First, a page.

Just months after opening in St. Petersburg’s Grand Central District, The Pinball Arcade Museum faces eviction.
An attorney for the landlord, Abraham Reid, has told museum owners Andrew and Brenda Kline that their lease will not be renewed when it expires on Dec. 31.
Kline has filed a lawsuit in Pinellas County court contesting that notice. The lawsuit said Kline has the right to renew the lease and he wants to exercise that right.
Kline is asking for a declaratory judgment and for the court to find he has the right to renew his lease. If he’s not allowed to renew the lease, he’s asking the court to rule he should be able to recover damages, including the money he spent to improve the property.
Lawyers trade letters
The Pinball Arcade Museum, as 2313 Central Ave., opened to a lot of fanfare and media attention on Aug. 1. It’s organized as a nonprofit, with a mission to help with the food bill at another nonprofit, the Odessa Wildlife Rescue & Sanctuary, according to the museum’s website.
According to the lawsuit, Reid and Kline originally signed a lease on Oct. 19, 2018, but the property was still occupied by another tenant, so they signed a new lease that would begin Jan. 1, 2019.
That lease authorized Kline to make repairs and improvements that would make it suitable for use as a pinball and arcade museum, and Kline invested “significant resources” into property updates as well as promotion and marketing, the lawsuit said.
On Nov. 12, Kline’s attorney, Joshua Eggnatz, notified Reid’s attorney that Kline wanted to renew the lease. According to Eggnatz’ letter, which is included as an exhibit with the lawsuit, Reid had sent an email a week earlier, suggesting that Kline did not have the right to renew and that Kline made unauthorized improvements.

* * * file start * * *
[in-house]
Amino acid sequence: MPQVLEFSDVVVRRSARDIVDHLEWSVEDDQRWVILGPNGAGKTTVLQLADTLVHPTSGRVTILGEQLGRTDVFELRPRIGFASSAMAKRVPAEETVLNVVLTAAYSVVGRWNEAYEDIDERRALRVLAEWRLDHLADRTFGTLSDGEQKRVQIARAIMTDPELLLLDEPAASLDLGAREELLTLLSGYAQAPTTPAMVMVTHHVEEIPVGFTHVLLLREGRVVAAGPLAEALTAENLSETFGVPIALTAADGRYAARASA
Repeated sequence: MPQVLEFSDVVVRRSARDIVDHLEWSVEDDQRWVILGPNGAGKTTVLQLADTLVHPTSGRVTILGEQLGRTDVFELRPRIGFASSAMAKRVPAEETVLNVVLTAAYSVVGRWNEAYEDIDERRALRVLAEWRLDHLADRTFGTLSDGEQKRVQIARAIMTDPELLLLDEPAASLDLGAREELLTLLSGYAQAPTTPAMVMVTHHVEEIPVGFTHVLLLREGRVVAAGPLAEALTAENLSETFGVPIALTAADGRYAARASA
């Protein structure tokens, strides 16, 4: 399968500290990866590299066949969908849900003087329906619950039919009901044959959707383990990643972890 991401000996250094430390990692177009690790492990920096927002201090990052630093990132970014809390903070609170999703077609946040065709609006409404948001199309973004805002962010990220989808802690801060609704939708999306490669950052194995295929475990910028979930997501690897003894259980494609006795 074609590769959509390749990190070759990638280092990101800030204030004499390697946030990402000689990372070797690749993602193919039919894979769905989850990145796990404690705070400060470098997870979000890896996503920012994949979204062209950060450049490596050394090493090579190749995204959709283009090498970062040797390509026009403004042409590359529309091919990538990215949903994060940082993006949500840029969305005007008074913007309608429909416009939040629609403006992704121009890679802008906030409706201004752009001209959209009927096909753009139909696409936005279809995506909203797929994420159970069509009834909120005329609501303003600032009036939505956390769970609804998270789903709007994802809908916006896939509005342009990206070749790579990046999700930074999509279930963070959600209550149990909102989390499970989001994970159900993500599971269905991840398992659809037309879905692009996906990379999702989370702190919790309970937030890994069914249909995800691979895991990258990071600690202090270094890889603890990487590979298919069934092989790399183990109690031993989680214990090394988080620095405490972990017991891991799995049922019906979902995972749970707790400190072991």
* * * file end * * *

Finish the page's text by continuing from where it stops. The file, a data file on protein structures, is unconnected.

“First and foremost, the lease specifically grants Mr. Kline the right to renew. Period. Second, the lease specifically authorizes Mr. Kline to make repairs and improvements for the use of The Pinball Arcade Museum,” Eggnatz wrote.
Kline also agreed to a 5 percent rent increase starting in January, paying rent of $2,625 a month, the letter said.
Reid’s attorney, David Blum, responded to Eggnatz on Dec. 3, saying “the right of first refusal” to extend the lease was added after Reid signed the lease. Reid didn’t agree to that and he has the right to take back the property, Blum said.
Kline’s rent payment for December was returned to him, because it represented the payment for the last month of the lease that was included in Kline’s $7,500 deposit at the time the lease was signed, Blum said.
“If your client remains on at the Premises after Dec. 31, 2019, my client will seek to have him lawfully evicted from the Premises and may seek damages,” Blum wrote.
Kline filed suit about a week after Blum’s letter, on Dec. 11.
A hearing date has not been set.